Whose wedding is it, anyway?

No family is without a couple of strongly opinionated members, and the bride doesn’t even have to be one of them to create a lot of wedding drama. Mothers and siblings also seem to up the ante on everything from guest list and budget to the color of table linens. Fathers aren’t exempt from creating tension, either. There are all kinds of expectations about the style of the ceremony and who gets to be in the wedding party. And even siblings will find themselves vying over wedding dates, who gets married first, and their parents financial resources.
As we move closer to our wedding, more and more of these issues are making themselves apparent. For the most part, though, my family is very understanding of my limitations, and I am of theirs. I’d like to think I’m pretty no-nonsense about our plans. And where I can be flexible, I think I allow others to give me their input.
On the other side of the coin, I know there are a LOT of brides facing moms who have already decided many details of their daughter’s wedding without their input. Sometimes they are insisting they cut back, but just as often they want something far more extravagant than the bride is comfortable with. And there is the ever-present “bridezilla” who will have this wedding her way no matter what. They are known to trample all over their family’s, friend’s and even fiance’s feelings and budgets.
A lot of brides are at a loss for how to deal with all the unwanted input, and each case is different. If the bride and groom are paying for (almost) everything themselves, they should get the final say. But it’s always important to try to accommodate whenever possible. Good manners go a long way.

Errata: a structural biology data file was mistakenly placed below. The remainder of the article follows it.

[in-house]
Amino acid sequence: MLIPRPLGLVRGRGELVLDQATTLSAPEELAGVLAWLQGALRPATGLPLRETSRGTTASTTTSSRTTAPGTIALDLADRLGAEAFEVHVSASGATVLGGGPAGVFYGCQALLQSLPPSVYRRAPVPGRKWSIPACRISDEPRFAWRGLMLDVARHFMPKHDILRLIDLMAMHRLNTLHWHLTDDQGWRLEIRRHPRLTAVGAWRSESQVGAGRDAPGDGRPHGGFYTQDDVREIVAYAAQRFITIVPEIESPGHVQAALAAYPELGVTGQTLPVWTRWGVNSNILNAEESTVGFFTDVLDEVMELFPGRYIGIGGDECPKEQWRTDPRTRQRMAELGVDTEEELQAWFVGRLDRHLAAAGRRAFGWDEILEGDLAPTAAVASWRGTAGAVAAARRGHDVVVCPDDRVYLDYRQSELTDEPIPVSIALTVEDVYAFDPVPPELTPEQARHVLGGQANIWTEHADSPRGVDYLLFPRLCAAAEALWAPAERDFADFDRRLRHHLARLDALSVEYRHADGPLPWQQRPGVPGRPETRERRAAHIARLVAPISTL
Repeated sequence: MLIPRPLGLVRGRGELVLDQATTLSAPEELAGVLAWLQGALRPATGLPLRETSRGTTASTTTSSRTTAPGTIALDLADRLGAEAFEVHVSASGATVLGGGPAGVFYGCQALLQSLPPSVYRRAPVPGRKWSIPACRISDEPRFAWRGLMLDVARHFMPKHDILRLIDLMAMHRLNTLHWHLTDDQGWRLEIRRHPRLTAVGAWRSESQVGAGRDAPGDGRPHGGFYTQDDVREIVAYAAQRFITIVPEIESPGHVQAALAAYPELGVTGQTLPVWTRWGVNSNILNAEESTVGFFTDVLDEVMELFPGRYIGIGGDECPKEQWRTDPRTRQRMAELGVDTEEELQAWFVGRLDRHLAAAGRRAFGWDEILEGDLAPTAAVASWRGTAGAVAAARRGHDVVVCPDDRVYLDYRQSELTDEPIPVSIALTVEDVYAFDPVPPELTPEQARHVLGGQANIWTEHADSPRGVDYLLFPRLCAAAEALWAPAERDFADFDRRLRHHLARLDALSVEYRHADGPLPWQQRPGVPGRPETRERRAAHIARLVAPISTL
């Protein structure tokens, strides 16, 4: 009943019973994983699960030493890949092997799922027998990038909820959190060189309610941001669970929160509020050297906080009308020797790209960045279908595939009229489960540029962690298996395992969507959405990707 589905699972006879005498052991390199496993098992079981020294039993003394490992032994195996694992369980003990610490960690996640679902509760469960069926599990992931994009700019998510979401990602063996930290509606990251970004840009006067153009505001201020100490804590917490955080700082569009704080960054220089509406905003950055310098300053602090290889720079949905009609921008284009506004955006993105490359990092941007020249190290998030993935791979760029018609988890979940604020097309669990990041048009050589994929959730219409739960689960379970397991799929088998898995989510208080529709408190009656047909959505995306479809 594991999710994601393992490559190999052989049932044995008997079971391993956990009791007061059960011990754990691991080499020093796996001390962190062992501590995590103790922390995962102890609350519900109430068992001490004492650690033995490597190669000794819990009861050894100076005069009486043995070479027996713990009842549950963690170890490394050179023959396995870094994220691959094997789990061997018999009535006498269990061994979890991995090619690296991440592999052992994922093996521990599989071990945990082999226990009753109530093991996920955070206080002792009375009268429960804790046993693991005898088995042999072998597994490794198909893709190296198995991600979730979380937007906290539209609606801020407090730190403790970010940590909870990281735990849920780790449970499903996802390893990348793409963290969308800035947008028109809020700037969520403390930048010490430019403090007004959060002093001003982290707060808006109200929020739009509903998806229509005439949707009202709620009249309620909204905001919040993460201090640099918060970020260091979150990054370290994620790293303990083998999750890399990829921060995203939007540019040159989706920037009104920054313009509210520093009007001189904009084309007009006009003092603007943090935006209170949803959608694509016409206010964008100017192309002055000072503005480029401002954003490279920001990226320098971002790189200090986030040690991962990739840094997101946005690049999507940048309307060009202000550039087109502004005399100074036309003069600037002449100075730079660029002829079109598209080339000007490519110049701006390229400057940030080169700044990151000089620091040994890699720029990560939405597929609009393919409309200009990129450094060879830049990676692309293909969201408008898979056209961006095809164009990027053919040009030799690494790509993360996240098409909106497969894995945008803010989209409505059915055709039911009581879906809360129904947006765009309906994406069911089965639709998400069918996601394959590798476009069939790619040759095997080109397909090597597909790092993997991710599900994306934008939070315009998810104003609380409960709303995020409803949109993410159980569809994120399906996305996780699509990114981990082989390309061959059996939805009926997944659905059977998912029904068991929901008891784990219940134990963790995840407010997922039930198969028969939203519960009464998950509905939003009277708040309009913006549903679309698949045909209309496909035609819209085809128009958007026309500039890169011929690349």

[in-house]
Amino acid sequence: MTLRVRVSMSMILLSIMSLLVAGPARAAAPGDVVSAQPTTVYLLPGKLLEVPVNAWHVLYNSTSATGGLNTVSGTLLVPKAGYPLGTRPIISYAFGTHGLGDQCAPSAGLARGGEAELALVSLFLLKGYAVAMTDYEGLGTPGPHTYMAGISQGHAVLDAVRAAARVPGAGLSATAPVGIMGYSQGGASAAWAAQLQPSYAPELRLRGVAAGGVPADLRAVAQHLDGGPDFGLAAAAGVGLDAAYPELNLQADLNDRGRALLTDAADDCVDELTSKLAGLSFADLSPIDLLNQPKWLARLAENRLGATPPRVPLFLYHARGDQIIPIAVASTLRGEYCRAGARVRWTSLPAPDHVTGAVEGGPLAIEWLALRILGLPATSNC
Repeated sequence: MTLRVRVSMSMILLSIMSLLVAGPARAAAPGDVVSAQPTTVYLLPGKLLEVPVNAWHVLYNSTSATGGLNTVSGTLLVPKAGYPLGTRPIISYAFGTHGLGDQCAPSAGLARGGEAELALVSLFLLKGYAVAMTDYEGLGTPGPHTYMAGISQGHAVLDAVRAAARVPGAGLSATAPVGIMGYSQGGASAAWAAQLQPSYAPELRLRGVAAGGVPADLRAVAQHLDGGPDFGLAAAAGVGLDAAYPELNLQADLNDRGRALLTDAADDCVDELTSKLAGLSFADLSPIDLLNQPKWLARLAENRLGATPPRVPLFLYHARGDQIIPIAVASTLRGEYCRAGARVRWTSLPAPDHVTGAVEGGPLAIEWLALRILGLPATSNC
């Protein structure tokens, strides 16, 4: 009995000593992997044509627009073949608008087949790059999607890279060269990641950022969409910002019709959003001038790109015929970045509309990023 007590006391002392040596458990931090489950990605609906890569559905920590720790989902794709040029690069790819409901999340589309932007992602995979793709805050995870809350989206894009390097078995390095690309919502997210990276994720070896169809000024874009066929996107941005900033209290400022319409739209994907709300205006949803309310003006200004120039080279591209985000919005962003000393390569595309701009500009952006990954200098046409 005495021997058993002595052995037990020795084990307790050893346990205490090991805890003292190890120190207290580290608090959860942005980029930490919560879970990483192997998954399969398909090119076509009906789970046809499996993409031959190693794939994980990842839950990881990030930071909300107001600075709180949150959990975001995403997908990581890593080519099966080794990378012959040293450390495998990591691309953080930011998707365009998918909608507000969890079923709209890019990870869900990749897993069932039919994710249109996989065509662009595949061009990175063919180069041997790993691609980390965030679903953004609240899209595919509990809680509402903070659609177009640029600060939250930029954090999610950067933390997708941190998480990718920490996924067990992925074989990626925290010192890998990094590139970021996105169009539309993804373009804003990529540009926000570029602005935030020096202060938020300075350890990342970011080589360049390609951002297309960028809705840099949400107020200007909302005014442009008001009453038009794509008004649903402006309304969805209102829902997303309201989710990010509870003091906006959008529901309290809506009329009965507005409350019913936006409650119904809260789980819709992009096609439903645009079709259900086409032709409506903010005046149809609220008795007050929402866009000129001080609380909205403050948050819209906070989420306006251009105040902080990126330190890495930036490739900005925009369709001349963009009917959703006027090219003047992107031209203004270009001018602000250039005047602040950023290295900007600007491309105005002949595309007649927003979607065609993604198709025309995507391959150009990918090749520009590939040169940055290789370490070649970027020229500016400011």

If parents are putting up the majority of the budget, well it’s only fair to assume that they’ll want a little more control over where the money is spent. In this case it’s EXTREMELY important for the bride & groom to communicate their vision so they don’t feel run over by an overly eager Mother of the Bride or Future Mother-in-Law. On more than one occasion a MOB or FMIL has taken a lack of input up front as an “Okay” to move forward with their vision.

So how do we deal with some of these issues?
Bridezilla: Usually if you’ve been overindulged by your parents when you were growing up, you have no reason to expect any different now. However, try not to lose focus on the big picture. You may get the big white dress, but the day is to celebrate the MARRIAGE of you and your fiance. You’d like to get the rest of your lives together started off on the right foot, wouldn’t you? Keep your expectations reasonable (perfection just isn’t going to happen), and respect the people who are helping you get to your big day.
Your siblings: So your sister just got engaged too and wants to sneak in her wedding before yours. Arg, indeed. You can try to talk her out of it, you can try to ask your mom to reason with her, but probably neither will change anything. If you have at least 6 months in between, try not to sweat it. Check with your parents to see if their promises to you are still good, and adjust your plans accordingly. If you have to wait a couple extra months, it will be worth it to have the focus back on you AND be the “better person” for not starting WW3.
Your parents: Check above and make sure you’re expectations are reasonable. Talk to your parents about their ideas that you most oppose and offer a compromise. Don’t pout. The only way to ensure your parents treat you like an adult is if you act like one.
His parents: Talk to him and make sure he knows you’re uncomfortable with the situation. Keep in mind his family may have different traditions than yours. Whenever possible, let him handle talking to his folks, as long as you know he’s not going to throw you under the bus. If you have to do the talking, bring him with you. And try to listen to their point of view; they’ll appreciate the effort on your part.

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